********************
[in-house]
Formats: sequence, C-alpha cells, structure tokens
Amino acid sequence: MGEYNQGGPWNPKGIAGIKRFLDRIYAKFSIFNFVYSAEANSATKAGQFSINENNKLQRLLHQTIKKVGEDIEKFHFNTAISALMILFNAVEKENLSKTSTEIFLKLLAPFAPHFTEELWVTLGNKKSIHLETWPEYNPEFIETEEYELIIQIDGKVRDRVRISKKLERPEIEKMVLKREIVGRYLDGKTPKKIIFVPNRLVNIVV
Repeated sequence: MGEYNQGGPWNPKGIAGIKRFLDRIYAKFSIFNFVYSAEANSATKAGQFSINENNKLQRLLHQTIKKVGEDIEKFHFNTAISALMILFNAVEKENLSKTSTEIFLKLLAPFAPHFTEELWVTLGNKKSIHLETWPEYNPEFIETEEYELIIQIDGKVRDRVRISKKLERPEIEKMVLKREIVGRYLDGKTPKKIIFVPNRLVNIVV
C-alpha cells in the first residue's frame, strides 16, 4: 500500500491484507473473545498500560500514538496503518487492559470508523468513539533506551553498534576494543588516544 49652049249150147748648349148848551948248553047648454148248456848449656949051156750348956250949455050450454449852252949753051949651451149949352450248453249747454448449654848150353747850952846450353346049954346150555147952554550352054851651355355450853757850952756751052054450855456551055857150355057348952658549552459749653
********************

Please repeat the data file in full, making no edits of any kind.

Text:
[in-house]
Formats: sequence, C-alpha cells, structure tokens
Amino acid sequence: MGEYNQGGPWNPKGIAGIKRFLDRIYAKFSIFNFVYSAEANSATKAGQFSINENNKLQRLLHQTIKKVGEDIEKFHFNTAISALMILFNAVEKENLSKTSTEIFLKLLAPFAPHFTEELWVTLGNKKSIHLETWPEYNPEFIETEEYELIIQIDGKVRDRVRISKKLERPEIEKMVLKREIVGRYLDGKTPKKIIFVPNRLVNIVV
Repeated sequence: MGEYNQGGPWNPKGIAGIKRFLDRIYAKFSIFNFVYSAEANSATKAGQFSINENNKLQRLLHQTIKKVGEDIEKFHFNTAISALMILFNAVEKENLSKTSTEIFLKLLAPFAPHFTEELWVTLGNKKSIHLETWPEYNPEFIETEEYELIIQIDGKVRDRVRISKKLERPEIEKMVLKREIVGRYLDGKTPKKIIFVPNRLVNIVV
C-alpha cells in the first residue's frame, strides 16, 4: 500500500491484507473473545498500560500514538496503518487492559470508523468513539533506551553498534576494543588516544 49652049249150147748648349148848551948248553047648454148248456848449656949051156750348956250949455050450454449852252949753051949651451149949352450248453249747454448449654848150353747850952846450353346049954346150555147952554550352054851651355355450853757850952756751052054450855456551055857150355057348952658549552459749653